Alina’s history of abuse at the hands of her stepfather, and the domestic violence she continually witnessed as a young girl, contributed to problems that had begun to manifest years earlier. She suffered from ongoing seizures and began to experience auditory hallucinations. Alina’s doctor, a pediatrician at Connecticut Children’s Medical Center (CCMC), was very concerned about her physical and mental health status. She was looking for a way to help the family get assistance from the Department of Social Services (DSS). The mother’s application to DSS had been denied and Alina’s application for disability from the Social Security Administration (SSA) had been rejected. Alina’s pediatrician called the Center’s Medical Legal Partnership for help.
We immediately contacted DSS and explained the family’s need for assistance. Years of violence had left the mother with disabling trauma, making it very difficult for her to find full time work. Alina was so emotionally disabled that she could not attend school on a regular basis and needed her mother’s constant care.
Our successful legal advocacy helped Alina’s family receive emergency assistance from DSS. At Alina’s SSA disability hearing, we submitted a brief that included evidence of Alina’s psychiatric impairments, including records from medical and psychiatric facilities in Connecticut and Massachusetts. We also obtained Alina’s educational records, which documented significant learning disabilities exacerbated by her psychiatric condition. As the day of the SSA hearing approached, we were concerned about the stress Alina’s mother would suffer when she testified to the domestic violence, sexual abuse and psychotic episodes that led to the application for disability. Fortunately, the Court ruled in favor of the appeal based on submitted documentation and Alina’s mother did not have to testify.
Alina’s physical and emotional challenges continue, but she’s moving in a positive direction. We recently helped Alina secure an appropriate educational setting and we continue to carefully monitor the family’s progress.
With the bravado only an eleven year old can muster, Marco decided his wheelchair could navigate the pile of rocks at the bottom of the hill. Gaining speed as he approached, Marco hit the rocks and was dumped onto the roadway. The story could have a simpler resolution if Marco had been on a bicycle, but Marco suffers from Spinal Muscular Atrophy Type II – he has no lower body strength and only limited motion in the top half of his body. A broken wheelchair was only the latest problem for Marco and his mother, Millie.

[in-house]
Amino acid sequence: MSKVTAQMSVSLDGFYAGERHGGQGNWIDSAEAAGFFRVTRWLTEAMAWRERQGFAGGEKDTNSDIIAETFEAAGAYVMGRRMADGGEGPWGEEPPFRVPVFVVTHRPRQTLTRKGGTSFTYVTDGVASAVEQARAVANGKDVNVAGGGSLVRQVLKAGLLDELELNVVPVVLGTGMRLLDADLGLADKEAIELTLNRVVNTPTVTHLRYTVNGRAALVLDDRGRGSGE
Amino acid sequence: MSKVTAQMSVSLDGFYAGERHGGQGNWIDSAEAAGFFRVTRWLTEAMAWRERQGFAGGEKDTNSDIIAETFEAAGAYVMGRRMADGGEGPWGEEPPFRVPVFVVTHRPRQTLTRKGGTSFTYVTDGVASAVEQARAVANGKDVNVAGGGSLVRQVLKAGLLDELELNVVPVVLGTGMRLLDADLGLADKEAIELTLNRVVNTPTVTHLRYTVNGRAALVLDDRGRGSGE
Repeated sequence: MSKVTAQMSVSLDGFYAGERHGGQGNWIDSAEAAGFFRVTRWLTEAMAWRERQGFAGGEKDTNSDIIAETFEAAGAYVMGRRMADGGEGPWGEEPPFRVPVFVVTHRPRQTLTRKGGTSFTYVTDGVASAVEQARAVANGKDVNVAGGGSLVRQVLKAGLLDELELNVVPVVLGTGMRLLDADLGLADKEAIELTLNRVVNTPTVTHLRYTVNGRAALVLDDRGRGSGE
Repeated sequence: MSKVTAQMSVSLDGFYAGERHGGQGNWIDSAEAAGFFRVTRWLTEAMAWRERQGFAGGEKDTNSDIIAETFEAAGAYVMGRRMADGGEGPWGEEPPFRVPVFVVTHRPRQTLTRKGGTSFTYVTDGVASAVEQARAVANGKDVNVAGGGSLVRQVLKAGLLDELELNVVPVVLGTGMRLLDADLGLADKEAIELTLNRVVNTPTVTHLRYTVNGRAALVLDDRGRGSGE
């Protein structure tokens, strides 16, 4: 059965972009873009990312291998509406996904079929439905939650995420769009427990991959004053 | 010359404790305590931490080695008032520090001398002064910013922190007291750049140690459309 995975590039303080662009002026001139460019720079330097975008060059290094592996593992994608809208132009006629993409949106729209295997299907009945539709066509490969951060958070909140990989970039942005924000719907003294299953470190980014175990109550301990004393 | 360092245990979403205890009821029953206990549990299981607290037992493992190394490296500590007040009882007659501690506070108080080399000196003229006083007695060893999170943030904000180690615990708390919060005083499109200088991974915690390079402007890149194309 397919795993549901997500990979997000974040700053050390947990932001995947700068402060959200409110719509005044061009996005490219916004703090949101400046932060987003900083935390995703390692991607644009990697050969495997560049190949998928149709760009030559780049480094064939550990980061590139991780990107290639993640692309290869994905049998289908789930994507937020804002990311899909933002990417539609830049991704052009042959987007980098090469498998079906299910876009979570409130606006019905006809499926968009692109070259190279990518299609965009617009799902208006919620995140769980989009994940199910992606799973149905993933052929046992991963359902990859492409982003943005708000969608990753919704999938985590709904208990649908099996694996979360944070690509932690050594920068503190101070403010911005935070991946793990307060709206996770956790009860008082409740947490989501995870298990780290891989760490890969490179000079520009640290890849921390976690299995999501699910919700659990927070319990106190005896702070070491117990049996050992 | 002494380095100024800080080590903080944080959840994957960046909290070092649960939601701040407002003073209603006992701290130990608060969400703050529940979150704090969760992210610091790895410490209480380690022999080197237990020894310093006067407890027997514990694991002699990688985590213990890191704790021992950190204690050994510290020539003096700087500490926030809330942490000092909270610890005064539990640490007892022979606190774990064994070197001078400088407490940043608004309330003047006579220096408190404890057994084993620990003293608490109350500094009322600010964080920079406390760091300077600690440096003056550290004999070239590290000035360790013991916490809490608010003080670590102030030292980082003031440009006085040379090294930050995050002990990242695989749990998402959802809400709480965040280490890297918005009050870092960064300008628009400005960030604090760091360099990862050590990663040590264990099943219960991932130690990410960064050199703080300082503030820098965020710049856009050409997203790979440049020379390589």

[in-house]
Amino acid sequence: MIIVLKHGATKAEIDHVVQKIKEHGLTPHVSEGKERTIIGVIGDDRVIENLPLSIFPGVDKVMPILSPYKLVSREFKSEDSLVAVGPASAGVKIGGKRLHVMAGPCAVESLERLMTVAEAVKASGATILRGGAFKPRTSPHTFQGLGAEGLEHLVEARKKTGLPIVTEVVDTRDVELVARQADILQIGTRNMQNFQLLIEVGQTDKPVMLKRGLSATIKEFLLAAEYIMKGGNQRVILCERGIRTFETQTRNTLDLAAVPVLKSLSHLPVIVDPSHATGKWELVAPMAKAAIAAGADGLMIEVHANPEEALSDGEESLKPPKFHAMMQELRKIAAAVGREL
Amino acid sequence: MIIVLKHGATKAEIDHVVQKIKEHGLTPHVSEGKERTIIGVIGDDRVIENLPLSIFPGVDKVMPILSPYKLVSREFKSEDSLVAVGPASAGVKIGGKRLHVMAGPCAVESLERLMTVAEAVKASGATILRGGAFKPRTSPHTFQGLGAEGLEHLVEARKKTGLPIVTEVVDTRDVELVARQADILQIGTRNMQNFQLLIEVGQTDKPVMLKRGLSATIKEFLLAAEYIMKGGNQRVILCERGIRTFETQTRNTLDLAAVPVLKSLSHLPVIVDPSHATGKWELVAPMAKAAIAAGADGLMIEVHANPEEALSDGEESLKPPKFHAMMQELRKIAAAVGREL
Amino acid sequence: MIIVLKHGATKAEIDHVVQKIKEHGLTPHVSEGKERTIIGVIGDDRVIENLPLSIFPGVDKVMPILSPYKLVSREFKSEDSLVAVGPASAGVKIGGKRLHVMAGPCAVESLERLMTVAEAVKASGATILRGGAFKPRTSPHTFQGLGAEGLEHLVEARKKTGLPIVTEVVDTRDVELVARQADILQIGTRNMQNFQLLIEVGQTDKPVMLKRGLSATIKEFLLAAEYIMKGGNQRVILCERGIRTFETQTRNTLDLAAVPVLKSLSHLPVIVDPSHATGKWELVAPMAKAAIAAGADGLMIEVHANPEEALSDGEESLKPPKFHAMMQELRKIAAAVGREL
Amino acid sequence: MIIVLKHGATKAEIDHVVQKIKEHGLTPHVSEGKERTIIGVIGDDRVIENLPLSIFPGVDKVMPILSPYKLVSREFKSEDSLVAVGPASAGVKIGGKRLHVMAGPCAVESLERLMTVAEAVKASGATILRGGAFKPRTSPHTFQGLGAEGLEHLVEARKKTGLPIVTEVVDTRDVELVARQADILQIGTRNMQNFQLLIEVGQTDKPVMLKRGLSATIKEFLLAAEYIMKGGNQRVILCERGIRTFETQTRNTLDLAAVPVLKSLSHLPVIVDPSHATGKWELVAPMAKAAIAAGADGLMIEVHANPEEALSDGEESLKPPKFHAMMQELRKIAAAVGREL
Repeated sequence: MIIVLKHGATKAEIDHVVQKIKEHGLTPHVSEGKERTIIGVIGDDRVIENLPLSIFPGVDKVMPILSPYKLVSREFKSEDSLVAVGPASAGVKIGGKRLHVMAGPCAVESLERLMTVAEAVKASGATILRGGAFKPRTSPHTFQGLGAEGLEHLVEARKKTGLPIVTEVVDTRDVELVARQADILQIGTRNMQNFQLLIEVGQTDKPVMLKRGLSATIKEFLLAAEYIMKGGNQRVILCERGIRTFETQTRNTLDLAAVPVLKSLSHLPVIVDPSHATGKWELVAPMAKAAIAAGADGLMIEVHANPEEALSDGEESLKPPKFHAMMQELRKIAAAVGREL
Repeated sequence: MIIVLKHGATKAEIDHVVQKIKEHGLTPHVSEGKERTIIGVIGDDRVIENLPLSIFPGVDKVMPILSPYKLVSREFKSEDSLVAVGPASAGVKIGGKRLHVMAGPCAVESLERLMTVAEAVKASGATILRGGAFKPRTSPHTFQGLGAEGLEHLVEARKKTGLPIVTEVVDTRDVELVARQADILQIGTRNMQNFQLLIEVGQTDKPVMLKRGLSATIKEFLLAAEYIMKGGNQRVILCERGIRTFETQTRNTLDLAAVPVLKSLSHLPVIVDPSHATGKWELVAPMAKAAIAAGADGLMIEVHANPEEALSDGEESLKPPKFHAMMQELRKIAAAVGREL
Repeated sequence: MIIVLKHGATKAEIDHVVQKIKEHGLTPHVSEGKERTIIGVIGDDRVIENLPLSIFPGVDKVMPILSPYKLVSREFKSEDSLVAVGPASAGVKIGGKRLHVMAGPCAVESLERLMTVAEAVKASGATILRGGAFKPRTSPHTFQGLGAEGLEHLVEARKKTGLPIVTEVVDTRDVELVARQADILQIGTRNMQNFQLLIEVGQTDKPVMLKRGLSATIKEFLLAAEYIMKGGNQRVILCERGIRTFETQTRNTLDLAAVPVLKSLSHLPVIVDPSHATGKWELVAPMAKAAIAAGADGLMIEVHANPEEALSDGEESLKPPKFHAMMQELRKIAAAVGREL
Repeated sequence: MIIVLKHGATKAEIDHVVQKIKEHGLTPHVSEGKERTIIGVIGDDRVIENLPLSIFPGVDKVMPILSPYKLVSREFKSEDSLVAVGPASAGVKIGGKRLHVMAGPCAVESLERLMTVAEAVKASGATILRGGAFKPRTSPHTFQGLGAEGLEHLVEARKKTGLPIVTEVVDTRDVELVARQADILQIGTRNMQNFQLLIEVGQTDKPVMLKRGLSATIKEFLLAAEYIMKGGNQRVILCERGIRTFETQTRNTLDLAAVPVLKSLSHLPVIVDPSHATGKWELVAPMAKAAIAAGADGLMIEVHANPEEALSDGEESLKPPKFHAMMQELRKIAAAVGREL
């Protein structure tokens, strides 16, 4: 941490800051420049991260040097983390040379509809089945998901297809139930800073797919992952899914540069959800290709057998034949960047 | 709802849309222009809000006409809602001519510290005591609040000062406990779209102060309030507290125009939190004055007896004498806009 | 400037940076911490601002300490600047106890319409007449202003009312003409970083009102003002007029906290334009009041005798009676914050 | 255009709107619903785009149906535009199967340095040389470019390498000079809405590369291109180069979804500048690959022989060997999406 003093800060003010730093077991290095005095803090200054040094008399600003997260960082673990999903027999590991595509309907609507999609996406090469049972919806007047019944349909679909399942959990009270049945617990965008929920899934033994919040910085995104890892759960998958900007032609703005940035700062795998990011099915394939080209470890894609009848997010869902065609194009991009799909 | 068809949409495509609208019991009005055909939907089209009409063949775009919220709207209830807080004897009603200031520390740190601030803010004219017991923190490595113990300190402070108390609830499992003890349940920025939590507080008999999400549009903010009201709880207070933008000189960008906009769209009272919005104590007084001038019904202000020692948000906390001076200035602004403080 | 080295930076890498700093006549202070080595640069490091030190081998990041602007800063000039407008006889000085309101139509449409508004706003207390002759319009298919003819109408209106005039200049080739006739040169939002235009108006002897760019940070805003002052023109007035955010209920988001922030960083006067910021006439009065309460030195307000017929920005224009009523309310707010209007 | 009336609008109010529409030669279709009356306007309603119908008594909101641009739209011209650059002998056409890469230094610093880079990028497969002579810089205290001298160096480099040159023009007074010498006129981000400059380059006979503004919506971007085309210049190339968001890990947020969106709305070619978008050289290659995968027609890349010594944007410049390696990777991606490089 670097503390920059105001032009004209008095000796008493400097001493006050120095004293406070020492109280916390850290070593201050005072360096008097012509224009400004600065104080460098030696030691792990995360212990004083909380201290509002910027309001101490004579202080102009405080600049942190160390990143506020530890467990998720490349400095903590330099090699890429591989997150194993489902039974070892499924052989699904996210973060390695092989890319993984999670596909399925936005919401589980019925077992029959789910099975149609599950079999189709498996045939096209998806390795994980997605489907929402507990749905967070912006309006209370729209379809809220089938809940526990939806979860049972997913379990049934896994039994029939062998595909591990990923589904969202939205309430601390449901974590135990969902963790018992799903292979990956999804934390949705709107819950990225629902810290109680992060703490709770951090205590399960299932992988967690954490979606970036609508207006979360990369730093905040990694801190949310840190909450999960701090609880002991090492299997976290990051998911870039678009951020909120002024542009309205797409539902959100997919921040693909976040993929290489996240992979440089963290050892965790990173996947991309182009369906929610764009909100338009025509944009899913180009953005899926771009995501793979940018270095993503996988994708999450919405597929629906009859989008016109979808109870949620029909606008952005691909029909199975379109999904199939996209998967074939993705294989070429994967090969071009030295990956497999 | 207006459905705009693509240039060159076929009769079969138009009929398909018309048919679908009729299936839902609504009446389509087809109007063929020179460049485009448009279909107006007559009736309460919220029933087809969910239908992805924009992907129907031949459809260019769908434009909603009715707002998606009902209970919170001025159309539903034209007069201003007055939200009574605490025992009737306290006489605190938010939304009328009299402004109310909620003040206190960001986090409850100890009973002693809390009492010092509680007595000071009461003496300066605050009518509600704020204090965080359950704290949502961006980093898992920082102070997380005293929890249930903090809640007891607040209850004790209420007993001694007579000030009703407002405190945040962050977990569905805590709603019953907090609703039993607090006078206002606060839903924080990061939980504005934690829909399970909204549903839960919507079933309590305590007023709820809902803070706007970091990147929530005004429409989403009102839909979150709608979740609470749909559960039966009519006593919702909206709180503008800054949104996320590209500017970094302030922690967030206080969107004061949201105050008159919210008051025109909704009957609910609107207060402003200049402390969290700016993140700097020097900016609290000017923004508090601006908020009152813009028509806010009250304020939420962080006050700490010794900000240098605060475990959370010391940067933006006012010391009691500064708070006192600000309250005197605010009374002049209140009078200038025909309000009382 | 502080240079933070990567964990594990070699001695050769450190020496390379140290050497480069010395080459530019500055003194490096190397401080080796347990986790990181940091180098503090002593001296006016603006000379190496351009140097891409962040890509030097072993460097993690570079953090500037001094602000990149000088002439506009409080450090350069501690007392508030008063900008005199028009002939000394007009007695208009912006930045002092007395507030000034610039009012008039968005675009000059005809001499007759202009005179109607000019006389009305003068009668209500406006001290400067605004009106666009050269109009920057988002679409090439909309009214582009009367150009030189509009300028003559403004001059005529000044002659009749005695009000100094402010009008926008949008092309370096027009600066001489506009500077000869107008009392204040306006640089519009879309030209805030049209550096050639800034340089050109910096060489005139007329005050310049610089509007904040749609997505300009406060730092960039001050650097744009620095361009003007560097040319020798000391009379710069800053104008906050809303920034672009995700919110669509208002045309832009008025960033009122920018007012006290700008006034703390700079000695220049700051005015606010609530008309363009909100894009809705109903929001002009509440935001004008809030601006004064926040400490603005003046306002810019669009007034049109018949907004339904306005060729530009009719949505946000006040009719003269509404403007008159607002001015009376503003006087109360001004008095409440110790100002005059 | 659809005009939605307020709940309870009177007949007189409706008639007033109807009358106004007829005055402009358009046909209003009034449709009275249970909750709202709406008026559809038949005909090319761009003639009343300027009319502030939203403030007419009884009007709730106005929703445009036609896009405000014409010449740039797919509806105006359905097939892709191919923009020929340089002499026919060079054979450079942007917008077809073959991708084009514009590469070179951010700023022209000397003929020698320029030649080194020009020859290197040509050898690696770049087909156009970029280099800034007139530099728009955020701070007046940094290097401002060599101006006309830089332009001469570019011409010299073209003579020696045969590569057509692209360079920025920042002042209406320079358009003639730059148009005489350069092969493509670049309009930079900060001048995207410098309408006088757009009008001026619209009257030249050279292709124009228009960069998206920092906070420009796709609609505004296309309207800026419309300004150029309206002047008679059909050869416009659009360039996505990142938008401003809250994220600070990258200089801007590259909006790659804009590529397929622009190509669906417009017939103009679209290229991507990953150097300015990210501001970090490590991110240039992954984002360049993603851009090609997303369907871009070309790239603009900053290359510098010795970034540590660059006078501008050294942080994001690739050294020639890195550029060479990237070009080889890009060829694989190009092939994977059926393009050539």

Marco’s medical problems meant that Millie had to carry him when he had to use the bathroom or the shower. While not a perfect system, this worked when Marco was little, but he now weighs almost 100 pounds. This past summer, Millie fell when lifting Marco and they both wound up in the emergency room.
Marco receives ongoing care from the Connecticut Children’s Medical Center Orthopedic Department. Clinicians recommended installation of a lift system in the house – a track installed on the ceiling that allows the user to sit in a sling and navigate through relevant rooms – to prevent further danger to Marco and Millie.
To the dismay of the family and Connecticut Children’s Orthopedic Department, the request for the lift system (durable medical equipment) was denied by Millie’s Medicaid/HMO insurance carrier. Marco’s orthopedist called the Center’s Medical-Legal Partnership for guidance. We spoke extensively with the clinicians and the family to assess the insurance denial and secure this important equipment for the family. Connecticut’s legal standard for such equipment is medical necessity, defined as “health care provided to correct or diminish the adverse effects of a medical condition.”